Interstate COVID-19 border rules have changed yet again — here's where you can travel – ABC News

Interstate COVID-19 border rules have changed yet again — here's where you can travel – ABC News

Interstate COVID-19 border rules have changed yet again — here's where you can travel – ABC News

Zero-COVID states are slowly beginning to ease border restrictions with parts of the country where COVID-19 is spreading in the community. 
That means travel rules are once again changing, and it's easier to get into the rest of the country from Victoria, NSW and the ACT.
But the rules are still confusing, made more so by changes to home quarantine rules for fully vaccinated people entering Queensland and South Australia.
So we've put together this simple guide of what each state requires for people entering.
Remember this only shows the rules for your destination — so if you want to make a return trip, make sure you check your home state or territory's rules as well.
Also, this is just a guide and you may face additional restrictions if you have COVID, are isolating or have visited an exposure site. 
Probably.
Provided you have not been to an exposure site and aren't subject to other restrictions, you can, with one exception, freely enter NSW without filling out an entry declaration form.
The only restriction is on unvaccinated people aged over 16 who live in Victoria. They can't travel to NSW for holiday or recreational purposes.
While most people can enter NSW, several jurisdictions have restrictions on people who've been in the state.
Yes, all of Australia is currently considered a green zone by the Victorian government.
That means anyone can enter however you'll need to apply for a permit from Service Victoria. 
You can apply for a permit here.
However, like NSW, Victoria is subject to travel restrictions by some other parts of the country.
People in Tasmania, WA and SA can all travel to Queensland without restriction.
Travellers from the NT can enter but if they are coming from Katherine, which is a declared orange zone, they will have to quarantine on arrival into Queensland.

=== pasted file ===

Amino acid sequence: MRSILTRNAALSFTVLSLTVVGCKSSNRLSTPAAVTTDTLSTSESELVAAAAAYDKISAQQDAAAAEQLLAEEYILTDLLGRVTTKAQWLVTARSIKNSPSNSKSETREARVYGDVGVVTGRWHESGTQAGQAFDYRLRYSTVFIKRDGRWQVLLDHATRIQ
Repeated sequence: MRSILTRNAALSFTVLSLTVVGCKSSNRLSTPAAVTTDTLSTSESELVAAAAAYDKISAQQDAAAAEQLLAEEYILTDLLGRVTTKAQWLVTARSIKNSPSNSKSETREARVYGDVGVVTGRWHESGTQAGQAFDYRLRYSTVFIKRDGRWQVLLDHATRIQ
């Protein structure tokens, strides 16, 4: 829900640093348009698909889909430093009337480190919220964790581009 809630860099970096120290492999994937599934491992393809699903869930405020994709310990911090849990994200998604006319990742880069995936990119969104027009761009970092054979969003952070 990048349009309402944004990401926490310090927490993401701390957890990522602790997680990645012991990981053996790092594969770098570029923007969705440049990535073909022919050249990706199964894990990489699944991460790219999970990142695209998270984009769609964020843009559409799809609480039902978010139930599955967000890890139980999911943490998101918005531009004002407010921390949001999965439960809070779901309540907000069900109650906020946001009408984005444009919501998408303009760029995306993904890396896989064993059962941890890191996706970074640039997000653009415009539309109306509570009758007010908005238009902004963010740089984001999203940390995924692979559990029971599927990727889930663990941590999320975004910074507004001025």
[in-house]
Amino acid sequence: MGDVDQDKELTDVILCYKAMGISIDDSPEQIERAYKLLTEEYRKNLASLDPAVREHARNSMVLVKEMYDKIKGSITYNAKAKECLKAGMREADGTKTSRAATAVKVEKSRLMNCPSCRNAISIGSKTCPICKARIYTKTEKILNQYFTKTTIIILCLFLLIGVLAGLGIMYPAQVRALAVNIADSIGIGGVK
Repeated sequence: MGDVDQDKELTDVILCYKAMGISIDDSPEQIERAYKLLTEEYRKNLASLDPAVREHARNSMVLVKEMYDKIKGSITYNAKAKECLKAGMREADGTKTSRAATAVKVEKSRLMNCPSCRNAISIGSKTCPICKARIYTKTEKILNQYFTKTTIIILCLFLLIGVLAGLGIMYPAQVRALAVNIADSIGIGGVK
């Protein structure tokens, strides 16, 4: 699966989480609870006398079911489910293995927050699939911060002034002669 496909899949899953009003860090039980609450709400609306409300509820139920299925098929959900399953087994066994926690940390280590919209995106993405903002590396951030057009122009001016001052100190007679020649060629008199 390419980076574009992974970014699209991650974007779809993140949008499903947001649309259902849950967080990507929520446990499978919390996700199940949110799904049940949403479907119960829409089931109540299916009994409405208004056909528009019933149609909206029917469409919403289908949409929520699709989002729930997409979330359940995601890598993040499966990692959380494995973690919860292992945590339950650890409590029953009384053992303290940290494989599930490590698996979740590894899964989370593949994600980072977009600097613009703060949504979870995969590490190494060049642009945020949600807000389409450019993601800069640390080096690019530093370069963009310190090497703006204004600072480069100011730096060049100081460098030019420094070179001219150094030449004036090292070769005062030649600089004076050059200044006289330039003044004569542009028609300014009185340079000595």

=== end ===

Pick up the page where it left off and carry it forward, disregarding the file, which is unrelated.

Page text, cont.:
People who have been in NSW, Victoria or the ACT will be subject to restrictions but, as of Monday, home quarantine will be an option only if the traveller meets the following requirements:
Previously, travel to Queensland was severely restricted and required an exemption.
The state will ease its border restrictions on December 17, or when it hits 80 per cent double vaccination. From that date, travellers from other parts of the country won't have to quarantine upon their arrival in Queensland.
Right now, people in Queensland, Tasmania, South Australia and the Northern Territory can travel to WA with a G2G pass and not have to quarantine.
The ACT is classified as medium risk, meaning people can only enter with approval and must self-quarantine for 14 days after arrival at suitable premises.
If you don't have suitable premises you will be directed to a government-approved quarantine facility.
Proof of a negative COVID-19 PCR test in the 72 hours prior to departure is also mandatory.
It's a similar situation if travelling from NSW but you may not be granted entry to WA if you do not have a suitable self-quarantine address available.
People from Victoria, which is classified as extreme risk, will be directed to quarantine at a government-approved facility.
Travellers from the ACT, NSW and Victoria are currently prohibited from entering South Australia, except for essential reasons.
If approved, travellers from those three areas will have to quarantine for 14 days.
Fully vaccinated travellers from the NT can enter SA but will need to self-quarantine until a negative COVID test is received.
Those from Queensland, Tasmania and WA can enter without restriction as long as they have not been in a restricted zone in the past 14 days.
Travellers who have not been in a high-risk geographical area in the last 14 days can enter the ACT without restrictions.
It means people from NSW and Victoria must apply for an exemption form within 72 hours of their intended arrival into the ACT.
NSW, Victoria and the ACT have been classified as high-risk areas, meaning all travellers from there will need to apply for approval to enter Tasmania.
If approved, travellers will have to provide evidence of having undertaken a COVID test and received a negative result in the 72 hours before they are due to arrive, and quarantine will be required. 
People from Queensland can enter Tasmania unless they have visited a declared high-risk location.
All of the ACT, NSW and Victoria are declared hotspots, meaning people can not enter the NT unless they are a returning resident. 
People from all other states can enter unless they have been to a public exposure site in the past 14 days.
See our full coverage of coronavirus
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